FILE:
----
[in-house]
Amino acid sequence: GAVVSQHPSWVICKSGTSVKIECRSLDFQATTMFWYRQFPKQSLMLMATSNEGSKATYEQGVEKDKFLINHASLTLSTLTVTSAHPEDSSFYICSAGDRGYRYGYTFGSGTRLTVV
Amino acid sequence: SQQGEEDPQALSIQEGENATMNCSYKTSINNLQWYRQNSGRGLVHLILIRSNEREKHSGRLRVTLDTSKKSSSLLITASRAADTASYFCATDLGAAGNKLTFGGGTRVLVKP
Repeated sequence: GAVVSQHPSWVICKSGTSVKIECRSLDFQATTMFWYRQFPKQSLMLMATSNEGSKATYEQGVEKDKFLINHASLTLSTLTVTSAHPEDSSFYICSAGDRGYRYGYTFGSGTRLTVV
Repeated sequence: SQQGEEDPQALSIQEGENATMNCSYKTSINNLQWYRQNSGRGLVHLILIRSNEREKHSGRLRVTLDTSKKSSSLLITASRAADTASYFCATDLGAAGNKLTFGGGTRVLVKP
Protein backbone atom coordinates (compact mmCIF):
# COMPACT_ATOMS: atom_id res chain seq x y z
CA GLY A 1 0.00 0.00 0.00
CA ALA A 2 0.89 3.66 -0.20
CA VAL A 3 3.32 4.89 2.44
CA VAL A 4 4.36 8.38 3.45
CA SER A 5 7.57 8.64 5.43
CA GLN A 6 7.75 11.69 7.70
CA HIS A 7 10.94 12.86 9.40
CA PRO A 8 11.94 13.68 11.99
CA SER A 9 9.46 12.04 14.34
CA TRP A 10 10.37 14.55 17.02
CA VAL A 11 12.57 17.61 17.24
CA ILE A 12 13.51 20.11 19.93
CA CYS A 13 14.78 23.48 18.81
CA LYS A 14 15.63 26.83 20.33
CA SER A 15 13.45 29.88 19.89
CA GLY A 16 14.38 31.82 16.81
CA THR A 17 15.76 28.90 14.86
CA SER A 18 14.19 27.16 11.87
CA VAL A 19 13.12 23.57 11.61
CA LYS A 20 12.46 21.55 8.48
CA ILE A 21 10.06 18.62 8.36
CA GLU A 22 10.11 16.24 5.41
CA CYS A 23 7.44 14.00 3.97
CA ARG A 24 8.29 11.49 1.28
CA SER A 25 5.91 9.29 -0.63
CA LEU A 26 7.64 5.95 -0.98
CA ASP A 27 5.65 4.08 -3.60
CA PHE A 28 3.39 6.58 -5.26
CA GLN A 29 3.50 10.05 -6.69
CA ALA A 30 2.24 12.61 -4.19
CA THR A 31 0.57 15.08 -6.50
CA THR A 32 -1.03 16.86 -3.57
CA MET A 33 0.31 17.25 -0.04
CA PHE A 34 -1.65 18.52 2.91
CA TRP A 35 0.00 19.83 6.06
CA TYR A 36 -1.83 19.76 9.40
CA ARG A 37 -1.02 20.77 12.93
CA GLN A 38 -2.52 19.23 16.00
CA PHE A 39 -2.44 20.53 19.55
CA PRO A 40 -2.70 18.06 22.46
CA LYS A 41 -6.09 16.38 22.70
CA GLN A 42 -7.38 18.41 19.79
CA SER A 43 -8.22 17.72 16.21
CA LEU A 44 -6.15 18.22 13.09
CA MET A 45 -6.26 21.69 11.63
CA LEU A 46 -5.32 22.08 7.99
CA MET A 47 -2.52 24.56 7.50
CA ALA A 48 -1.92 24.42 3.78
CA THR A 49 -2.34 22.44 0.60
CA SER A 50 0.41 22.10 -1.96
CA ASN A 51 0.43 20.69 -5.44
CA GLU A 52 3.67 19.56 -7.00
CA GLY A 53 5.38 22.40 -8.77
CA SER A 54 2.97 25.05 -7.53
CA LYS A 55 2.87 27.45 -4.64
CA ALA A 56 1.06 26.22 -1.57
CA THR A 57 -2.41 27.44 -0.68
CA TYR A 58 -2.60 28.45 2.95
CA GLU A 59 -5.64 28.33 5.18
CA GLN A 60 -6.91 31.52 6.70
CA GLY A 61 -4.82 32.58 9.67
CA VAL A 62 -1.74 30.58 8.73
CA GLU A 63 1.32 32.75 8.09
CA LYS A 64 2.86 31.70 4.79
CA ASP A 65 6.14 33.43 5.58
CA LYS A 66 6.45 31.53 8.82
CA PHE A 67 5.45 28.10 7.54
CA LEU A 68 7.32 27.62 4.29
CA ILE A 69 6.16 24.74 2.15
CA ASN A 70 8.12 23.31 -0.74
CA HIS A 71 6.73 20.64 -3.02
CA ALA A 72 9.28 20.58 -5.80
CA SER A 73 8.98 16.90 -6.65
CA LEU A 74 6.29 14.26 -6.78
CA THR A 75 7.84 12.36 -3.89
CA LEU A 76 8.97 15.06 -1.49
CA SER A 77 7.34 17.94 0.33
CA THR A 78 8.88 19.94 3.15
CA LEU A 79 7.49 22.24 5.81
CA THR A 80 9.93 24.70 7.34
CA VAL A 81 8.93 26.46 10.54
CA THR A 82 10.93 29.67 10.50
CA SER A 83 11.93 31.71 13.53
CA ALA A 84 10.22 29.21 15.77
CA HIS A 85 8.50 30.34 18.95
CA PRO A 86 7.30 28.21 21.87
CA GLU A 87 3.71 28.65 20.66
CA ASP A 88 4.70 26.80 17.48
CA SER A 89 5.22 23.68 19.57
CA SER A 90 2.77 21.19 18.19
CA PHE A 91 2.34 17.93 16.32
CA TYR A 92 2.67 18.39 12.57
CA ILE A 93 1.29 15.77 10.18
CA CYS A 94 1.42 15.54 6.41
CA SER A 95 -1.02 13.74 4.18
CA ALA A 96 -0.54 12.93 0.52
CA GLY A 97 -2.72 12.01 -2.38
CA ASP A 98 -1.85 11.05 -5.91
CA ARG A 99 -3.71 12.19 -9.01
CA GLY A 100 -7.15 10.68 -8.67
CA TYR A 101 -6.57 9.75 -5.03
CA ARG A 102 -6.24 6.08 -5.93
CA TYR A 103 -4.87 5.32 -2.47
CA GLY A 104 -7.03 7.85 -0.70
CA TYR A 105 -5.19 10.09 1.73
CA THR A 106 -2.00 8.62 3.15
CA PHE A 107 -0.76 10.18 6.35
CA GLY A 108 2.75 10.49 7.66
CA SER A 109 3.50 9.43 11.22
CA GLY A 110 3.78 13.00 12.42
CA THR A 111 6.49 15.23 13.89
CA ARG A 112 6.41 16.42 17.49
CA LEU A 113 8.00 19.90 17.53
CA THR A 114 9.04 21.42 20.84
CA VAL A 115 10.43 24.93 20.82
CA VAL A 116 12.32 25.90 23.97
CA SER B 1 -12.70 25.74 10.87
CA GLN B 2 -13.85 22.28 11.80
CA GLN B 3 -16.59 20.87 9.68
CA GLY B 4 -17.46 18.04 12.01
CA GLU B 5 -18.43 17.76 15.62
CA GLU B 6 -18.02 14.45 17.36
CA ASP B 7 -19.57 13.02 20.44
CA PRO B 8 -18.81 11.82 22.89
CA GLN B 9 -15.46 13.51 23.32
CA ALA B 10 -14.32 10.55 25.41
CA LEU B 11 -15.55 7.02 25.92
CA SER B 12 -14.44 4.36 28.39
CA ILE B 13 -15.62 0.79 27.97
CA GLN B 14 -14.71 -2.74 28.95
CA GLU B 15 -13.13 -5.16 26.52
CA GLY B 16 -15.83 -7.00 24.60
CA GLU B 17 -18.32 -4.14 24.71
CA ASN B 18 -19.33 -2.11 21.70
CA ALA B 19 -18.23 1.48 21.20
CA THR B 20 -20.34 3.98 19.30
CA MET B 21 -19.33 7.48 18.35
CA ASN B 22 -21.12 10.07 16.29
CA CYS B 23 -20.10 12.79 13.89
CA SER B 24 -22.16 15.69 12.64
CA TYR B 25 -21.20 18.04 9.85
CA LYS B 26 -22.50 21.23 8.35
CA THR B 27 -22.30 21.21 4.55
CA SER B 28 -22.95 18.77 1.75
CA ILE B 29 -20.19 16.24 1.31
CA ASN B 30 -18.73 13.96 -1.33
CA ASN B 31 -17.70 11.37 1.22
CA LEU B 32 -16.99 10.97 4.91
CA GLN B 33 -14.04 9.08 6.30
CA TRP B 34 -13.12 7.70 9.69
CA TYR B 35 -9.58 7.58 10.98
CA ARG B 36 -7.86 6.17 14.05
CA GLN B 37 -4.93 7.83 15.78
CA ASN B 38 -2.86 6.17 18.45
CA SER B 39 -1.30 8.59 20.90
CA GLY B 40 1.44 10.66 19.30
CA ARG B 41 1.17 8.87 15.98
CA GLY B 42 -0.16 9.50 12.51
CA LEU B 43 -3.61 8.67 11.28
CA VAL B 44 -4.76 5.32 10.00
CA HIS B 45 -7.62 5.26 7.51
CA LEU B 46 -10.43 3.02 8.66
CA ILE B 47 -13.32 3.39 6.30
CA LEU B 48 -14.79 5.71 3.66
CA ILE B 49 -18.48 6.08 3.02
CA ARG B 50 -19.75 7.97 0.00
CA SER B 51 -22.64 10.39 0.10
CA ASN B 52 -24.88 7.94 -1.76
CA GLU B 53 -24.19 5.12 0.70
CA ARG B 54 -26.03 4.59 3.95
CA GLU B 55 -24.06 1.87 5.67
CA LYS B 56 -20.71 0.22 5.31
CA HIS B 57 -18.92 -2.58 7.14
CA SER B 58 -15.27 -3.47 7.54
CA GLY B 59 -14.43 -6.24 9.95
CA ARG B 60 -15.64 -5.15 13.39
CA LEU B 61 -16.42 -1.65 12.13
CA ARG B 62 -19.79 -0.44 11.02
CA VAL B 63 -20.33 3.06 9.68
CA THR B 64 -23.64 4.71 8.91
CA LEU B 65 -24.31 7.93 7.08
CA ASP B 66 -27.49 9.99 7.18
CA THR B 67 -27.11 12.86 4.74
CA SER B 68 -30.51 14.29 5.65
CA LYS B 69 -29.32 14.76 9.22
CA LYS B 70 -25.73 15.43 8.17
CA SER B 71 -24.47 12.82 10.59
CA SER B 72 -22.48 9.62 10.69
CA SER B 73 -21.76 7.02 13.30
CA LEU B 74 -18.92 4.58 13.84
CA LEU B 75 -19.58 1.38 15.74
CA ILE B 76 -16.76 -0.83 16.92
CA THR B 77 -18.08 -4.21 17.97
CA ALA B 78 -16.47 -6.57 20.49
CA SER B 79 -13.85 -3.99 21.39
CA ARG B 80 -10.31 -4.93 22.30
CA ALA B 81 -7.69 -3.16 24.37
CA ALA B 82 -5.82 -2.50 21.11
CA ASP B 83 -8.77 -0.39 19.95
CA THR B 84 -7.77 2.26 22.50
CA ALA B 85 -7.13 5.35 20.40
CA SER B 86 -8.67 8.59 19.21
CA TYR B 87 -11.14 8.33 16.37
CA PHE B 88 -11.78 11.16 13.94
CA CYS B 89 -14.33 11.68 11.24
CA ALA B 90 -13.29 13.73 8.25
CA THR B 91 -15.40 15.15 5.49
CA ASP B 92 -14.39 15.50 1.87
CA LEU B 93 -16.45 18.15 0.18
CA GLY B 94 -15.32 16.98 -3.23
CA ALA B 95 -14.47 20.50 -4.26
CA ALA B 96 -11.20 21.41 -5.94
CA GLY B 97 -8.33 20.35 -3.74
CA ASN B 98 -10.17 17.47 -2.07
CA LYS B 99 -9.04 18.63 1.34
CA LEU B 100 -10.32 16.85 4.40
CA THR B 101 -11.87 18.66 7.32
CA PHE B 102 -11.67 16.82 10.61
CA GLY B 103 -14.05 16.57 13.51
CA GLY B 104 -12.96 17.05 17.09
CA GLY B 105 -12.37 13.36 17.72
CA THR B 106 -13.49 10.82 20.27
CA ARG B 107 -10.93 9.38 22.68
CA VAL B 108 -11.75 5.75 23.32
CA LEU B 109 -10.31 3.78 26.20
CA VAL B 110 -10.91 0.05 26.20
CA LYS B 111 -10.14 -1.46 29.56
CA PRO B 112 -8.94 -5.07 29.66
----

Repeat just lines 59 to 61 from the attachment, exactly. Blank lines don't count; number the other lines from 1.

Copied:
CA GLU A 52 3.67 19.56 -7.00
CA GLY A 53 5.38 22.40 -8.77
CA SER A 54 2.97 25.05 -7.53